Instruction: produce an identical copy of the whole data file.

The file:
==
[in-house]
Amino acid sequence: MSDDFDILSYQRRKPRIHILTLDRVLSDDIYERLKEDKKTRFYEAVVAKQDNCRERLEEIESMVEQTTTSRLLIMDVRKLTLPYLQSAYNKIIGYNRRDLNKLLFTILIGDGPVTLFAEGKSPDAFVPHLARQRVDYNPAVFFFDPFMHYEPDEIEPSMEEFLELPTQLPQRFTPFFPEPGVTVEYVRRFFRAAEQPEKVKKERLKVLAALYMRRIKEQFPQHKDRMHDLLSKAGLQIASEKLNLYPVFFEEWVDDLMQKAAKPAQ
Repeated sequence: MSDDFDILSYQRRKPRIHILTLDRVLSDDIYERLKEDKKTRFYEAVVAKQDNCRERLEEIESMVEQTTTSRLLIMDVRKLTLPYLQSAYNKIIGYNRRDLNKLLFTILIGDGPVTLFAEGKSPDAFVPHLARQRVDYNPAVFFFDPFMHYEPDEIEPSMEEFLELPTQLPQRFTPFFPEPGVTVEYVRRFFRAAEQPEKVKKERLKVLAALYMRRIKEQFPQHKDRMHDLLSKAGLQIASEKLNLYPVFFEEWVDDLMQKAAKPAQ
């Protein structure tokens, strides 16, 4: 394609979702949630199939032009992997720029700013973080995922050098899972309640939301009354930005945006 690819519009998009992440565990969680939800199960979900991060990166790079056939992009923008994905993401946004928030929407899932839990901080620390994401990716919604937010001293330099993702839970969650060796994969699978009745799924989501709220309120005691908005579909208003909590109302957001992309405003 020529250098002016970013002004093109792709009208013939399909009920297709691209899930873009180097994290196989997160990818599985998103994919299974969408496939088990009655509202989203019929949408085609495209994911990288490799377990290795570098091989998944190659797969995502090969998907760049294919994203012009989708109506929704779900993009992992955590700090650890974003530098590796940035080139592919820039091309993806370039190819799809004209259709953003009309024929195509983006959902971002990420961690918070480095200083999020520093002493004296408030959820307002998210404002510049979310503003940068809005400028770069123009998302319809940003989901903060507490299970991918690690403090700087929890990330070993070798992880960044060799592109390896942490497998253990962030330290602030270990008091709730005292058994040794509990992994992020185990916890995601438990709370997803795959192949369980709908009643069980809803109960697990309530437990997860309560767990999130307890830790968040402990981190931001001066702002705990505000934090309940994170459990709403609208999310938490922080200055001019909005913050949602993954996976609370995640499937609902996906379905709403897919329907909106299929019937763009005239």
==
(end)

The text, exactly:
[in-house]
Amino acid sequence: MSDDFDILSYQRRKPRIHILTLDRVLSDDIYERLKEDKKTRFYEAVVAKQDNCRERLEEIESMVEQTTTSRLLIMDVRKLTLPYLQSAYNKIIGYNRRDLNKLLFTILIGDGPVTLFAEGKSPDAFVPHLARQRVDYNPAVFFFDPFMHYEPDEIEPSMEEFLELPTQLPQRFTPFFPEPGVTVEYVRRFFRAAEQPEKVKKERLKVLAALYMRRIKEQFPQHKDRMHDLLSKAGLQIASEKLNLYPVFFEEWVDDLMQKAAKPAQ
Repeated sequence: MSDDFDILSYQRRKPRIHILTLDRVLSDDIYERLKEDKKTRFYEAVVAKQDNCRERLEEIESMVEQTTTSRLLIMDVRKLTLPYLQSAYNKIIGYNRRDLNKLLFTILIGDGPVTLFAEGKSPDAFVPHLARQRVDYNPAVFFFDPFMHYEPDEIEPSMEEFLELPTQLPQRFTPFFPEPGVTVEYVRRFFRAAEQPEKVKKERLKVLAALYMRRIKEQFPQHKDRMHDLLSKAGLQIASEKLNLYPVFFEEWVDDLMQKAAKPAQ
């Protein structure tokens, strides 16, 4: 394609979702949630199939032009992997720029700013973080995922050098899972309640939301009354930005945006 690819519009998009992440565990969680939800199960979900991060990166790079056939992009923008994905993401946004928030929407899932839990901080620390994401990716919604937010001293330099993702839970969650060796994969699978009745799924989501709220309120005691908005579909208003909590109302957001992309405003 020529250098002016970013002004093109792709009208013939399909009920297709691209899930873009180097994290196989997160990818599985998103994919299974969408496939088990009655509202989203019929949408085609495209994911990288490799377990290795570098091989998944190659797969995502090969998907760049294919994203012009989708109506929704779900993009992992955590700090650890974003530098590796940035080139592919820039091309993806370039190819799809004209259709953003009309024929195509983006959902971002990420961690918070480095200083999020520093002493004296408030959820307002998210404002510049979310503003940068809005400028770069123009998302319809940003989901903060507490299970991918690690403090700087929890990330070993070798992880960044060799592109390896942490497998253990962030330290602030270990008091709730005292058994040794509990992994992020185990916890995601438990709370997803795959192949369980709908009643069980809803109960697990309530437990997860309560767990999130307890830790968040402990981190931001001066702002705990505000934090309940994170459990709403609208999310938490922080200055001019909005913050949602993954996976609370995640499937609902996906379905709403897919329907909106299929019937763009005239």